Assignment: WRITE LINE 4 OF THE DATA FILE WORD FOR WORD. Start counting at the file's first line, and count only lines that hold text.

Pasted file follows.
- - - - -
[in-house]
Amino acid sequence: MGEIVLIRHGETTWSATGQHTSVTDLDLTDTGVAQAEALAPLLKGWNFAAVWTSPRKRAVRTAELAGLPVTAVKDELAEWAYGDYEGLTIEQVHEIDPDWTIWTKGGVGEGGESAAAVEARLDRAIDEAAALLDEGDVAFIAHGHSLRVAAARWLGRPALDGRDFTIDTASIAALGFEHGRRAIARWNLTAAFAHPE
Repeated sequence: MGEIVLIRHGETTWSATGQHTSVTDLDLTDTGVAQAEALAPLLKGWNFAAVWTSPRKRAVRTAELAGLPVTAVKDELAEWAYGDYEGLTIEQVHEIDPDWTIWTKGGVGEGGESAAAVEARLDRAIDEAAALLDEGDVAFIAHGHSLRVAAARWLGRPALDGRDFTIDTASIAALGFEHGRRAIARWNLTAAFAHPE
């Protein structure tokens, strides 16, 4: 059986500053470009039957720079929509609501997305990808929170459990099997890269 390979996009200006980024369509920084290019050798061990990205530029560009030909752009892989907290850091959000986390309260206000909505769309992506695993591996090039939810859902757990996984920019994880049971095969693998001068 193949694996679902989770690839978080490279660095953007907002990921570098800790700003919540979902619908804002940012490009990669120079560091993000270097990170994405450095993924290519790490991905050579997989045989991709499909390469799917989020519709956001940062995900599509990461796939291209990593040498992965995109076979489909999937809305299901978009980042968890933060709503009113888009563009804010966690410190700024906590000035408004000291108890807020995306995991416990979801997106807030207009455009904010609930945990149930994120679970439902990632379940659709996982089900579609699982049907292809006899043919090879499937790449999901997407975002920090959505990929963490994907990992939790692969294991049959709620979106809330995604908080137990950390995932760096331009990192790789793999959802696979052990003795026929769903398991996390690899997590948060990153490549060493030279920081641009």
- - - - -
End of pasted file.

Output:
């Protein structure tokens, strides 16, 4: 059986500053470009039957720079929509609501997305990808929170459990099997890269 390979996009200006980024369509920084290019050798061990990205530029560009030909752009892989907290850091959000986390309260206000909505769309992506695993591996090039939810859902757990996984920019994880049971095969693998001068 193949694996679902989770690839978080490279660095953007907002990921570098800790700003919540979902619908804002940012490009990669120079560091993000270097990170994405450095993924290519790490991905050579997989045989991709499909390469799917989020519709956001940062995900599509990461796939291209990593040498992965995109076979489909999937809305299901978009980042968890933060709503009113888009563009804010966690410190700024906590000035408004000291108890807020995306995991416990979801997106807030207009455009904010609930945990149930994120679970439902990632379940659709996982089900579609699982049907292809006899043919090879499937790449999901997407975002920090959505990929963490994907990992939790692969294991049959709620979106809330995604908080137990950390995932760096331009990192790789793999959802696979052990003795026929769903398991996390690899997590948060990153490549060493030279920081641009």